Representatives from various governments across the world converged in Rome last week not only to mark the 30th World Food Day Ceremony, but also to discuss how to eliminate the hunger that is claiming lives.
According to the Food and Agricultural Organization (FAO), the number of chronically hungry people in developing countries has been increasing at the rate of approximately 4 million people a year since 1990.
In Rwanda, various initiatives have been put in place to ensure food security. While these are producing remarkable results, there is still a lot more to do in terms of land management.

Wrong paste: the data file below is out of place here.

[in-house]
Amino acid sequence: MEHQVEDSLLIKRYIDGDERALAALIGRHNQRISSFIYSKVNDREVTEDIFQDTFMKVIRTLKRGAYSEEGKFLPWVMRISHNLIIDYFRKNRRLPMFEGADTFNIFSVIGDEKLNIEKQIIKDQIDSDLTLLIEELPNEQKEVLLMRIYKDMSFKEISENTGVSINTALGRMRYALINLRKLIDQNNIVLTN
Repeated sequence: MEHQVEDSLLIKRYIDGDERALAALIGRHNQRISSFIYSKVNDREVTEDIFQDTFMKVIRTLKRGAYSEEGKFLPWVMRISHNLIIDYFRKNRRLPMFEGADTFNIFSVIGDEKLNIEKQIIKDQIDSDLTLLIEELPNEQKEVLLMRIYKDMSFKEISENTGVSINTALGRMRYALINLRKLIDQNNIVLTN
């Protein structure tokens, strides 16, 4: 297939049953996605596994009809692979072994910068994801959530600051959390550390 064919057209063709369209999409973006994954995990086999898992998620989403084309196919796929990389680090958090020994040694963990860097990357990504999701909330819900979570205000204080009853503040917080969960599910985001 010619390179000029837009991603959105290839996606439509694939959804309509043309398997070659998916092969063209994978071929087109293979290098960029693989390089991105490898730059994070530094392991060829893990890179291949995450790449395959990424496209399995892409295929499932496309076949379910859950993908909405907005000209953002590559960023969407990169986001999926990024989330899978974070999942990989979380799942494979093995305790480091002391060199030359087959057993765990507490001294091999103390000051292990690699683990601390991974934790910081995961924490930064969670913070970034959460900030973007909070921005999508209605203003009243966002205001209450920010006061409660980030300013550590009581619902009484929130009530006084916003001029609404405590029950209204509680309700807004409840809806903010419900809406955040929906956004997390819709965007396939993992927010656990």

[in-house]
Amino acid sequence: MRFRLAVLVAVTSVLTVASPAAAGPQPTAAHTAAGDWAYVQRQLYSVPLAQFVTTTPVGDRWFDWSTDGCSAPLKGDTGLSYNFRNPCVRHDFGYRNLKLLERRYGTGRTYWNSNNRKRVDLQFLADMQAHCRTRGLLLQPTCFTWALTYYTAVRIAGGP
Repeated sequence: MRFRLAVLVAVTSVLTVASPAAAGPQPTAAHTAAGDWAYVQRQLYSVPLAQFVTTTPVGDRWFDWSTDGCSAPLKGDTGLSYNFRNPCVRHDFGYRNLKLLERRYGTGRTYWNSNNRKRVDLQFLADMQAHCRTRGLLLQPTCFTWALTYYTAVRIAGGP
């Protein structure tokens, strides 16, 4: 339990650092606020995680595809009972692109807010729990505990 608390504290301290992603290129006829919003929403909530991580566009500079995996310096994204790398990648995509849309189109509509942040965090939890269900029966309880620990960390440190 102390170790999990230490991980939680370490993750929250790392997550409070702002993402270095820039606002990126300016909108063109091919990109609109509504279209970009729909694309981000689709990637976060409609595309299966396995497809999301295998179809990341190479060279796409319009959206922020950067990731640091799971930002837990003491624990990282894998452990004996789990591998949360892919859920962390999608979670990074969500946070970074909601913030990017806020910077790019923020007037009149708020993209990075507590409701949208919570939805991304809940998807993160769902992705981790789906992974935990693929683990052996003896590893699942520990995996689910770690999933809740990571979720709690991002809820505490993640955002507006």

To ensure sustainability of the progress being registered, it is important that appropriate land management systems are put in place. Being among the most densely populated countries, Rwanda is experiencing increased pressure on land as its population grows. Furthermore, as land is a constant resource it must be managed appropriately to ensure that it caters for the growing population.
Poor farming methods, deforestation and over-cropping are some of the practices that exhaust the earth’s facility, spreading the roots of hunger. We also face challenges stemming from soil erosion, which washes away fertile land. These must be addressed from the top – policy makers – right down to the farmers who manage the land.
It is to everyone’s benefit that appropriate land management practices are adopted.